Since when does NOAA study polar bears?

We use drones to survey Steller sea lions but what about northern fur seals?

ksweeney

May 16, 2019
Katie Sweeney

Biologist

 

restingbear.pngThis post may come to a surprise to you. You may find yourself thinking, “I didn’t think NOAA studied polar bears…” Well, you’d be right! The U. S. Fish and Wildlife Service is charged with monitoring and managing polar bear populations, and other marine mammal species such as, manatees, sea otters, and walrus (and I bet they would have jurisdiction of the Steller sea cow, as well, if it wasn’t extinct!). The Fish and Wildlife Service also manages numerous terrestrial species. NOAA monitors and manages the other marine mammal species and commercial fish species. 

 

Those marine mammal species include ribbon, spotted, ringed, and bearded seals, also referred to as “ice seals.” The method that the Polar Ecosystem Program here at NOAA Fisheries’ Marine Mammal Laboratory uses to survey these species is with fixed wing, occupied aircraft. These seals can be pretty spread out throughout the sea ice, and therefore challenging to find. They have a special camera system that is equipped with three cameras that capture standard, visual images (like those you take with your cell phone or point and shoot camera) and three thermal cameras. These are similar to the ones we used during our northern fur seal surveys, last year.

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Credit: NOAA Fisheries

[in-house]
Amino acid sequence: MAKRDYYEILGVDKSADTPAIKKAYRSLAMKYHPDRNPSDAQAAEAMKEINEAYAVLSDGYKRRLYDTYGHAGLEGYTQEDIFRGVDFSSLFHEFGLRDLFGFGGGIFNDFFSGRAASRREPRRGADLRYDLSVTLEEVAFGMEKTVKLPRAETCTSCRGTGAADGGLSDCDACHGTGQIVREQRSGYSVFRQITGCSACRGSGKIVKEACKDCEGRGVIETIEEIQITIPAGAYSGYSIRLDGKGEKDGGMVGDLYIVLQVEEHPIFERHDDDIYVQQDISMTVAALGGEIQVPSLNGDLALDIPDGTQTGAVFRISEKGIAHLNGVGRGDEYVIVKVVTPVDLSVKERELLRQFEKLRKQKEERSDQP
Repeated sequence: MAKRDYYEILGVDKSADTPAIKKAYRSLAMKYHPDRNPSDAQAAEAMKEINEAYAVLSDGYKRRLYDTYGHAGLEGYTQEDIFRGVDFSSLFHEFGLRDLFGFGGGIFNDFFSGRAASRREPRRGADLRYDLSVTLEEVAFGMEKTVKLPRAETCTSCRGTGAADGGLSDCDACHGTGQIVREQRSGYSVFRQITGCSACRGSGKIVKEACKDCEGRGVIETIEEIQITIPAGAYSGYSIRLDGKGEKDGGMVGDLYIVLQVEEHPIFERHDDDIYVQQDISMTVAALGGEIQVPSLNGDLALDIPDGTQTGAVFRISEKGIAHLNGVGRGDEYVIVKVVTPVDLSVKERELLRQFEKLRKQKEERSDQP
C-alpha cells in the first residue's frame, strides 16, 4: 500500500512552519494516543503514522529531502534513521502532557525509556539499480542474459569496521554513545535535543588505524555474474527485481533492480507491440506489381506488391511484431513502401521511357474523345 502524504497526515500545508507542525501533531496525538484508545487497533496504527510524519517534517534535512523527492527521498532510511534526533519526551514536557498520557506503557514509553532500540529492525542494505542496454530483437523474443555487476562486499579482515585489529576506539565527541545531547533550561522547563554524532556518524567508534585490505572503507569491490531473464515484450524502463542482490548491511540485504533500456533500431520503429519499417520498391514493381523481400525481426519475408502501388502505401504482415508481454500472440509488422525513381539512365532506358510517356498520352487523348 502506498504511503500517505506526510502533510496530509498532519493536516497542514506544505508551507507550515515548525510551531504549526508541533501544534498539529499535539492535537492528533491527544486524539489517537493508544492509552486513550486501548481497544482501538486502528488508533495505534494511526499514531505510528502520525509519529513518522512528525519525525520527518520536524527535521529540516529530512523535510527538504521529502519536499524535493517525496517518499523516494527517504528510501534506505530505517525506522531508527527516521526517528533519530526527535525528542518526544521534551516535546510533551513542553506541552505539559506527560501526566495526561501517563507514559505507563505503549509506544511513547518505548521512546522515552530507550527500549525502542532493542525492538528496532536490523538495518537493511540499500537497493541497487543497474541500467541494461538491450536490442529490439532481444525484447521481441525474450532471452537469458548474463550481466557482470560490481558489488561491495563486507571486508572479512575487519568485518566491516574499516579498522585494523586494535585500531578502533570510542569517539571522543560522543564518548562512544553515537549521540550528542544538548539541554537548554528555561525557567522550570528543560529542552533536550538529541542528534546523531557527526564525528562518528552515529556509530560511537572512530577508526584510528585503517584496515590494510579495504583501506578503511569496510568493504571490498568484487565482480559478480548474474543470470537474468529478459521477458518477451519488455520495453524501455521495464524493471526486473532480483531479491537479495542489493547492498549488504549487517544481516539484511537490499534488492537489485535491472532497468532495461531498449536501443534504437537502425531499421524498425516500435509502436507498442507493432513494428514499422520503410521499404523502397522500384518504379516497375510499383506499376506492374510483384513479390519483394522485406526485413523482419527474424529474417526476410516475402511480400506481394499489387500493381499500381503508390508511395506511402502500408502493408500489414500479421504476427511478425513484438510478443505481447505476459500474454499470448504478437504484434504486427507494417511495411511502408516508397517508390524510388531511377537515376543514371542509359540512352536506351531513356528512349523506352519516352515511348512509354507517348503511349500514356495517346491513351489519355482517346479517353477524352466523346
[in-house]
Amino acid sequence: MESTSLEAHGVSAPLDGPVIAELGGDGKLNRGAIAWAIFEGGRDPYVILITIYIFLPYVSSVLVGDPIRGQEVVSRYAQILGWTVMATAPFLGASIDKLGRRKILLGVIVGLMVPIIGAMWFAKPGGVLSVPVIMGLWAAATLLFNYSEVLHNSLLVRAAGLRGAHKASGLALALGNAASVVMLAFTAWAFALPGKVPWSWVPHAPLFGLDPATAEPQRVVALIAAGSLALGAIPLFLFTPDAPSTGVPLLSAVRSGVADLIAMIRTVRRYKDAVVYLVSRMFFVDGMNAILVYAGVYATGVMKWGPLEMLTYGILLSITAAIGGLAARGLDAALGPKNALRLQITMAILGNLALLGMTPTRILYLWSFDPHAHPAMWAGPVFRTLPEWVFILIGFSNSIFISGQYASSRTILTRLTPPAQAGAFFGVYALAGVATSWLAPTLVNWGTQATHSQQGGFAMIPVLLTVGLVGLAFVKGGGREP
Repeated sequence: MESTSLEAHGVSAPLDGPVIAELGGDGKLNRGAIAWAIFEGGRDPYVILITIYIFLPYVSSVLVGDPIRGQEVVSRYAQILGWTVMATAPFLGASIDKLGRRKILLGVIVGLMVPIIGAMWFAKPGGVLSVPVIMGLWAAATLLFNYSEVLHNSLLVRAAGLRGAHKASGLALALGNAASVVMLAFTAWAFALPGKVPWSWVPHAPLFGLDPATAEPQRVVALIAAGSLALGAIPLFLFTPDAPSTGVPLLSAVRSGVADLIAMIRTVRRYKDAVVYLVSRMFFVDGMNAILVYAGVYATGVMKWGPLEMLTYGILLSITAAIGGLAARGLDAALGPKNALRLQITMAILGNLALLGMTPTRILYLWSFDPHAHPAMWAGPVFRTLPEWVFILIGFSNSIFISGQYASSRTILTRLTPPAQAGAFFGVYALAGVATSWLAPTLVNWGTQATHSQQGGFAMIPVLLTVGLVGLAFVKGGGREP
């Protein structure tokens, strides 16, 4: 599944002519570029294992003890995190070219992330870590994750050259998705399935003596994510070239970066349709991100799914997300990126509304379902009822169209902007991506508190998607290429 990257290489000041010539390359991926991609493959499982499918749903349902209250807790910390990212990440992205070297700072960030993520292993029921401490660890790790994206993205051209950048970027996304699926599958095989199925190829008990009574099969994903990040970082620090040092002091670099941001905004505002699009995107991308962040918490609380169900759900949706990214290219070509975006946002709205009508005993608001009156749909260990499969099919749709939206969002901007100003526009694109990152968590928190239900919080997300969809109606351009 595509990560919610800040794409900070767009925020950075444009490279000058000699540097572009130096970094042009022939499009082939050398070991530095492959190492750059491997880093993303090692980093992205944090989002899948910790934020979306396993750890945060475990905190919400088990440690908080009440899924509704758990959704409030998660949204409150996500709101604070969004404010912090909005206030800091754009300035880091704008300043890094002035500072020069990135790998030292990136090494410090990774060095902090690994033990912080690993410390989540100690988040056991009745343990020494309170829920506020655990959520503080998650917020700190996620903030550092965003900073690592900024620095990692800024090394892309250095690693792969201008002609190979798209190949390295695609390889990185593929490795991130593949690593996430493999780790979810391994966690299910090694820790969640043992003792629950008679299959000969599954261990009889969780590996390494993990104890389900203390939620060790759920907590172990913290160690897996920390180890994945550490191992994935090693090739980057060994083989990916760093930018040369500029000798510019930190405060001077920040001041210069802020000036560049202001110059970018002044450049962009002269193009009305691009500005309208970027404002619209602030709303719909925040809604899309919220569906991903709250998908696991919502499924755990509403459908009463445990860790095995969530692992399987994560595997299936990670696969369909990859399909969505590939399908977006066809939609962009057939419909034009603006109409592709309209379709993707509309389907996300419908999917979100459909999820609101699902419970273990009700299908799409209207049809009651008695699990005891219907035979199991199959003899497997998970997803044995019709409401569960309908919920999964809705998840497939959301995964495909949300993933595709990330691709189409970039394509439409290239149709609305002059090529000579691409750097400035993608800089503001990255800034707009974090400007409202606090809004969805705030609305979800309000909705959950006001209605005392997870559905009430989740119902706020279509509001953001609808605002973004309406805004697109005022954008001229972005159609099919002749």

Since these surveys are conducted over sea-ice to look for ice seals, it only makes sense to also look for polar bears at the same time. Polar bears prey on certain ice seal species and heavily depend on sea-ice so there is overlap of habitat between all of these species. The U. S. Fish and Wildlife Service and NOAA are collaborating on developing these surveys to better detect polar bears, as the current method does great detecting ice seals, but not polar bears. To help, I was fortunate enough to go on a trip to Ontario Canada to visit the Cochrane Polar Bear Habitat to test out a new camera and answer some questions to help the lead biologist figure out how to better detect polar bears.

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Olympus point and shoot and UV camera (red lens on upper left). Credit: NOAA Fisheries

This new camera is a UV camera which means the UV light that the sun emits is captured in the image. Polar bears absorb UV light so they show up as black whereas clean snow and ice, reflect UV light and shows up white. This sort of camera and imaging capability would come in handy to detect black bears when polar bears do not show up well in visual images (think: white bears against white snow and ice) or in thermal images (think: well-insulated younger bears that just went for a swim and show up as ‘colder’ and can be confused with dirty snow and ice ‘hot spots’).

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Visual image (left) and UV image (right) with red arrows pointing to polar bear. Credit: NOAA Fisheries
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Visual image (left) and thermal image (right) with red arrow pointing to polar bear. Credit: NOAA Fisheries